With a general election taking place on 8th June 2017, the main topic of conversation nationally is Brexit – what it means and how to achieve it. But all the usual political hot topics of health, education and social services remain as important as ever. For construction industry lobbyists, however, it is house-building, training and procurement reform that are at the top of their agenda.
Below are three election manifestos set out by different construction industry associations.
Specialist Engineering Contractors’ (SEC) Group
A future government and parliament should commit to three-points for a world-leading UK specialist engineering supply chain in the built environment:
1. Bring legislation to protect all retention monies in a ring-fenced account, as first step towards zero retentions by 2025, and prioritise review of the ‘Construction Act’. From 2021 all publicly-funded built environment work over £1 million should be paid using Project Bank Accounts. Payment security will guarantee a sustainable supply chain of SMEs.
2. By 2022 all publicity-funded infrastructure and building works should adopt smarter procurement methods as a pre-condition to the availability of funding. Best models of practice in public procurement contracts will drive positive change across the industry.
3. Establish a joint government/industry task group with a remit to develop proposals for a statutory licensing scheme for contracting companies. Building on current initiatives, incentivise the industry to aim for greater efficiency and best quality standards that will create a level-playing field for competition.
Electrical Contractors’ Association (ECA) / Building Engineering Services Association (BESA)
The ECA and BESA have produced a five-point industry manifesto:
1. Connect the output of construction and operation of the UK’s built environment, and making it a strategic priority, to enable the sustainable delivery of economic, social and environmental benefits. Engineering services is uniquely positioned as a cornerstone of both sectors and has a central role in delivering these benefits throughout the lifetime of built assets, and, as a key enabler, should be selected by government for a ‘sector deal’.
2. Ensure that SME apprenticeship training is fully funded for the entire parliament. At present, there is significant concern that firms that are not required to pay the new apprenticeship levy may not be able to access the support they need to develop engineering and other technical skills.
3. Ensure that government is a smart client and smaller businesses have stability of cash-flow and payment. A key request is for a digital payment platform in the public sector, linked to digital procurement processes. This would give greater transparency and speed to supply chain payment, and lower supplier risk.
4. Make energy, heat and carbon efficiency a real sustainable delivery priority within the next parliament. Achievable energy efficiency goals, backed by government, need to be fulfilled if we are to meet our emissions reductions targets in the lowest cost way, as well as offering a way for businesses to improve their productivity.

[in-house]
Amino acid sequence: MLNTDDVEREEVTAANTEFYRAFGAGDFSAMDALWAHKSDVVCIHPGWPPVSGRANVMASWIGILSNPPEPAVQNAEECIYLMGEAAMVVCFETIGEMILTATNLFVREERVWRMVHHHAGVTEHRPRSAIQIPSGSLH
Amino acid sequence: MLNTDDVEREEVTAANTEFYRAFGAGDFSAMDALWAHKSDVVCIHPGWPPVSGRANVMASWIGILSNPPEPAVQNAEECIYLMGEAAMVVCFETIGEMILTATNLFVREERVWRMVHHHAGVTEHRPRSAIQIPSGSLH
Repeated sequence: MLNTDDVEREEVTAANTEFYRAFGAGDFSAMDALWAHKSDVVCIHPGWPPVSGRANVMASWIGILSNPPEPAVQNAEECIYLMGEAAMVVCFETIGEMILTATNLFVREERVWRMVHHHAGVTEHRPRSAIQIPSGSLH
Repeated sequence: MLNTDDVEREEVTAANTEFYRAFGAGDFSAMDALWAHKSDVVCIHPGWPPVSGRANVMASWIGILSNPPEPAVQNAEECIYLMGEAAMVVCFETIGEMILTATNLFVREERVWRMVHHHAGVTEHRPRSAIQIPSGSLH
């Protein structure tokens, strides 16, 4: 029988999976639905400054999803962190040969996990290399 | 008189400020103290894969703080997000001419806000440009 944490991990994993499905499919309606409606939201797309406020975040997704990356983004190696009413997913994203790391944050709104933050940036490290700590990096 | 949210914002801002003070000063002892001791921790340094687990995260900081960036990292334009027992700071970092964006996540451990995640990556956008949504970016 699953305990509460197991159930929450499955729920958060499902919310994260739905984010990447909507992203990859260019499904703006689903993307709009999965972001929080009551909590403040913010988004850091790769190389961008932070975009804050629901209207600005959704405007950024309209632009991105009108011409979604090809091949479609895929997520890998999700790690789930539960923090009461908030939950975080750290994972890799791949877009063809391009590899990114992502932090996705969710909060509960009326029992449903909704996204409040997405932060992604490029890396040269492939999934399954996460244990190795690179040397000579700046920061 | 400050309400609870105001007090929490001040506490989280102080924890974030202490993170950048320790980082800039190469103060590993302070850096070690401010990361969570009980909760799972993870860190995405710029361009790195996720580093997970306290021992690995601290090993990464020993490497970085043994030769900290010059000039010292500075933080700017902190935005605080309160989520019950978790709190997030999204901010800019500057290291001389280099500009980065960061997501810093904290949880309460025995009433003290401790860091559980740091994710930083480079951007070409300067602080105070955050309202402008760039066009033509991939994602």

5. Improve productivity through action to enhance employee engagement. Government should introduce additional requirements in the procurement process to help mitigate against false self-employment and other tax avoidance schemes, and facilitate improved employer-worker collaboration, resulting in enhanced productivity.
Federation of Master Builders
The FMB also has a five-point plan:
1. Ensure that the construction industry has enough skilled workers
- Introduce a flexible system of immigration that allows key strategic industries like construction to draw upon adequate levels of skilled labour from the EU and beyond.
- Commit to increasing the quality, duration and thoroughness of apprenticeships and thus improve the image of vocational training so that we can attract more young people into our industry.
2. Increase the supply of new homes
- The UK government should commit to building at least 200,000 new homes per year in England and encourage the delivery of 25,000 new homes in Scotland; 14,000 in Wales; and 11,000 in Northern Ireland.
- In England, continue to work with the house building industry to successfully implement key recommendations within the 2017 Housing White Paper that are designed to increase house building through SME builders.
3. Improve the quality of new and existing homes
- Introduce a mandatory warranty requirement for all domestic building works that require Building Regulations approval and structural engineering calculations.
- Commission a review of new homes warranties to establish whether the warranties currently provided are adequate.
4. Make homes more energy efficient
- Reduce VAT on housing renovation and repair work from 20% to 5% to encourage refurbishment work, including energy efficiency measures.
- Ensure that any government investment in reducing energy bills is targeted primarily at improving the energy efficiency of the UK’s homes.
5. Boost growth among construction SMEs
- Ensure that the overall regulatory burden on small businesses is reduced as part of the Brexit process.
- Improve public procurement for construction SMEs and ensure local firms win a higher proportion of local authority contracts post-Brexit.
The Civil Engineering Contractors Association
The Civil Engineering Contractors Association lists its priorities as:
- maintain and build upon the existing infrastructure pipeline
- deliver a government industrial strategy with a construction sector deal
- rebalance investment across the UK
- guarantee the rights of EU workers living in the UK as a matter of urgency
- protect the pound via public procurement
- commit to remote onshore wind power.